PCC / News / August 29, 2012

Largest solar array in state shines at PCC

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The largest solar array in the state is at Portland Community College.

The college introduced the 35,000-square-foot solar array, based at the Rock Creek Campus, to the public, and state and local officials in May (see photo gallery below). The project’s construction was funded by dollars from the 2008 bond measure and is expected to produce nearly 10 million kilowatt hours during the next 20 years.

PCC District President Preston Pulliams holds up a solar-powered paddle fan, a gift given to invited guests at the solar array unveiling on Friday, May 18 at the Rock Creek Campus

PCC District President Preston Pulliams holds up a solar-powered paddle fan, a gift given to invited guests at the solar array unveiling on Friday, May 18 at the Rock Creek Campus.

Margi Hoffman, Governor John Kitzhaber’s energy policy advisor, said the solar array reflects smart business by using energy efficiency, which she said is the cheapest way to meet energy demand. She added that the array will provide PCC with more stability in its energy bills and the investment will help create jobs.

“This is really exciting,” Hoffman said. “On behalf of the Governor I really want to commend Portland Community College for working diligently to transition their buildings to a clean energy future. They are working actively to make their buildings more energy efficient and to find ways to power their buildings through onsite renewable energy generation.”

The 500-kilowatt array is a partnership between PCC and The Energy Trust of Oregon, SolarCity, SolarWorld and the Oregon Department of Energy. State Rep. Jules Bailey, who co-chairs the Energy, Environment and Water Committee in the House, applauded the partnership.

The array will be owned, operated and maintained by SolarCity. The college will have the option to purchase it after 20 years.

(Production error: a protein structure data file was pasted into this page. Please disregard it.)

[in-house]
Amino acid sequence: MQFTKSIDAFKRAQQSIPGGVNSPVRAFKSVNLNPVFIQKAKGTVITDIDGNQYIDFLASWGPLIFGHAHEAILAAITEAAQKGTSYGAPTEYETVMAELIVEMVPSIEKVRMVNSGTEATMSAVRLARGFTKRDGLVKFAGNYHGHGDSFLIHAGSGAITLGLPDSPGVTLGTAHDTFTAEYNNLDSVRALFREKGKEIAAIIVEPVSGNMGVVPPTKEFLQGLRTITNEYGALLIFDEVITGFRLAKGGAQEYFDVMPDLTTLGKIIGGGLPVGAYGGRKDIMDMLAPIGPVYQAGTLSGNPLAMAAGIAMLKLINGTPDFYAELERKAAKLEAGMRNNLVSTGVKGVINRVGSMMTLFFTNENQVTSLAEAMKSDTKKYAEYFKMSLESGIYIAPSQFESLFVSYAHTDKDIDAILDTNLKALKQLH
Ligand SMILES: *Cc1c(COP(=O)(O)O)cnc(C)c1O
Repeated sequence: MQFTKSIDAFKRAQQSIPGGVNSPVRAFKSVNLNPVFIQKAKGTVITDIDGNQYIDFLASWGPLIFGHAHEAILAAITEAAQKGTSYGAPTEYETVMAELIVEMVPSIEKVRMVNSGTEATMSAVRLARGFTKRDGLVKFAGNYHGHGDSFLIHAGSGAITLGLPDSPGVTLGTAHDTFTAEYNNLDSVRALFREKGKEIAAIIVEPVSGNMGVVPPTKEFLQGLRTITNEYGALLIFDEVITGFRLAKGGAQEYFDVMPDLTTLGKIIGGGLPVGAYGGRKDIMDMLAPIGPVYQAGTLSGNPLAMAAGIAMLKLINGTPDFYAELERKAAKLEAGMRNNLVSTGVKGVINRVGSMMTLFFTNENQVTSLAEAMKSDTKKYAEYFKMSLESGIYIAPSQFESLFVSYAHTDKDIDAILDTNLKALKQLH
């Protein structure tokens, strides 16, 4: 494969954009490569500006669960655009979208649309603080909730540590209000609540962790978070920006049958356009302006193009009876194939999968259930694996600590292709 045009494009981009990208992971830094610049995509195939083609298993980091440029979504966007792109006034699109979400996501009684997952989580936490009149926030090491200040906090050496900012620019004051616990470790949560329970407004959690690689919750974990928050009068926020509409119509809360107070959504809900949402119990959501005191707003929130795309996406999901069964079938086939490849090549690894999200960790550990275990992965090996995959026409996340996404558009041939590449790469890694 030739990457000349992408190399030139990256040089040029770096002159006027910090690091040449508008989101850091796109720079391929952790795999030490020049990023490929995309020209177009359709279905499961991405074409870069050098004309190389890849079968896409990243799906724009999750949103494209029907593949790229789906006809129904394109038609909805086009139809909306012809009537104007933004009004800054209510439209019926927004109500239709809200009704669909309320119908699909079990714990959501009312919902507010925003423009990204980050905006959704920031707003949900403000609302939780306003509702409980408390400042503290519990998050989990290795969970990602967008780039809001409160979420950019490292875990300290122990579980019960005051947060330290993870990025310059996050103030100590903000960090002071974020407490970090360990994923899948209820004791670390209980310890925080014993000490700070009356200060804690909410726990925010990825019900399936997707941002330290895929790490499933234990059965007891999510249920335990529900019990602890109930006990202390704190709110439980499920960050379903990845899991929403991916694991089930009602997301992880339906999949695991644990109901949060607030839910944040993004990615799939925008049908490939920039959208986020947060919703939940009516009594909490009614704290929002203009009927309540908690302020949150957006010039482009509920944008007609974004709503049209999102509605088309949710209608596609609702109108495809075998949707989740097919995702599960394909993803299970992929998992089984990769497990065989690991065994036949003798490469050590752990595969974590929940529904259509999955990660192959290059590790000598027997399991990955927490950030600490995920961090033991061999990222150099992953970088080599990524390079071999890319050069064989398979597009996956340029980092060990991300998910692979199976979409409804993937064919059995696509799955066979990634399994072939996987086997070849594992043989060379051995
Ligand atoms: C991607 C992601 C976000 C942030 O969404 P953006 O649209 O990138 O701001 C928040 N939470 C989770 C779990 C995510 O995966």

The array will be owned, operated and maintained by SolarCity. The college will have the option to purchase it after 20 years.

“PCC has made an investment in our future by making an investment in clean power that meets our energy security goals, meets our national security goals and meets our jobs security goals,” he said.

The array will be owned, operated and maintained by SolarCity, and sheep from the school’s farm will help keep weeds away from the panels by grazing around, and under it. The college will have the option to purchase the array after 20 years. PCC is required to spend 1.5 percent of the value of its capital projects on solar energy initiatives and this project meets that requirement.

“This is a great partnership between local businesses and the community and the college that serves them,” said Rock Creek Campus President David Rule. “You can’t beat it.”

Rule said Rock Creek Campus staff and faculty have already given tours to school children, who can see how much carbon has been saved and how much energy is being produced at meter stations by the array. He said the main benefit is that it will enhance existing PCC academic programs all over the district that focus on green jobs and green innovations. For students in physics, science, math, microelectronics, engineering, quality control and land use, the array will be a key tool in their learning.